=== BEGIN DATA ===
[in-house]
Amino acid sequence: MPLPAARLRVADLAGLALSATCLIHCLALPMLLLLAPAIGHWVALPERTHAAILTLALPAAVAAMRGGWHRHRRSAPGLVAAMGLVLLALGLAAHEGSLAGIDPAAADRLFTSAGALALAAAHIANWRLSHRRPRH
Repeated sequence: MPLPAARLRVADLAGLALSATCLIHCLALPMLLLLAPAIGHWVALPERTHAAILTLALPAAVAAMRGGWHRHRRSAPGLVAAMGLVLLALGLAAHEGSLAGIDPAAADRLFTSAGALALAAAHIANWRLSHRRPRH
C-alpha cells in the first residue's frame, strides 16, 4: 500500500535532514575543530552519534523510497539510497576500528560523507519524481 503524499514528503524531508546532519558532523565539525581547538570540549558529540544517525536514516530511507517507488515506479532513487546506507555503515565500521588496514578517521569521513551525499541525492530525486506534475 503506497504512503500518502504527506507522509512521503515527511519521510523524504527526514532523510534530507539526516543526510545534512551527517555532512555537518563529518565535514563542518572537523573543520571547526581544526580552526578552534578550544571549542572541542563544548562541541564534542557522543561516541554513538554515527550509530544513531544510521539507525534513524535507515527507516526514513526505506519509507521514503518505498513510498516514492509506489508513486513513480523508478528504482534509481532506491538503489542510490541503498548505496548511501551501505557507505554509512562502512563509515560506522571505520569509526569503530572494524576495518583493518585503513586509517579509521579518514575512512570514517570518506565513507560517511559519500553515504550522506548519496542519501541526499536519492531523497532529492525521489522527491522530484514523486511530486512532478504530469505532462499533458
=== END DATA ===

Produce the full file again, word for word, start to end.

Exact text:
[in-house]
Amino acid sequence: MPLPAARLRVADLAGLALSATCLIHCLALPMLLLLAPAIGHWVALPERTHAAILTLALPAAVAAMRGGWHRHRRSAPGLVAAMGLVLLALGLAAHEGSLAGIDPAAADRLFTSAGALALAAAHIANWRLSHRRPRH
Repeated sequence: MPLPAARLRVADLAGLALSATCLIHCLALPMLLLLAPAIGHWVALPERTHAAILTLALPAAVAAMRGGWHRHRRSAPGLVAAMGLVLLALGLAAHEGSLAGIDPAAADRLFTSAGALALAAAHIANWRLSHRRPRH
C-alpha cells in the first residue's frame, strides 16, 4: 500500500535532514575543530552519534523510497539510497576500528560523507519524481 503524499514528503524531508546532519558532523565539525581547538570540549558529540544517525536514516530511507517507488515506479532513487546506507555503515565500521588496514578517521569521513551525499541525492530525486506534475 503506497504512503500518502504527506507522509512521503515527511519521510523524504527526514532523510534530507539526516543526510545534512551527517555532512555537518563529518565535514563542518572537523573543520571547526581544526580552526578552534578550544571549542572541542563544548562541541564534542557522543561516541554513538554515527550509530544513531544510521539507525534513524535507515527507516526514513526505506519509507521514503518505498513510498516514492509506489508513486513513480523508478528504482534509481532506491538503489542510490541503498548505496548511501551501505557507505554509512562502512563509515560506522571505520569509526569503530572494524576495518583493518585503513586509517579509521579518514575512512570514517570518506565513507560517511559519500553515504550522506548519496542519501541526499536519492531523497532529492525521489522527491522530484514523486511530486512532478504530469505532462499533458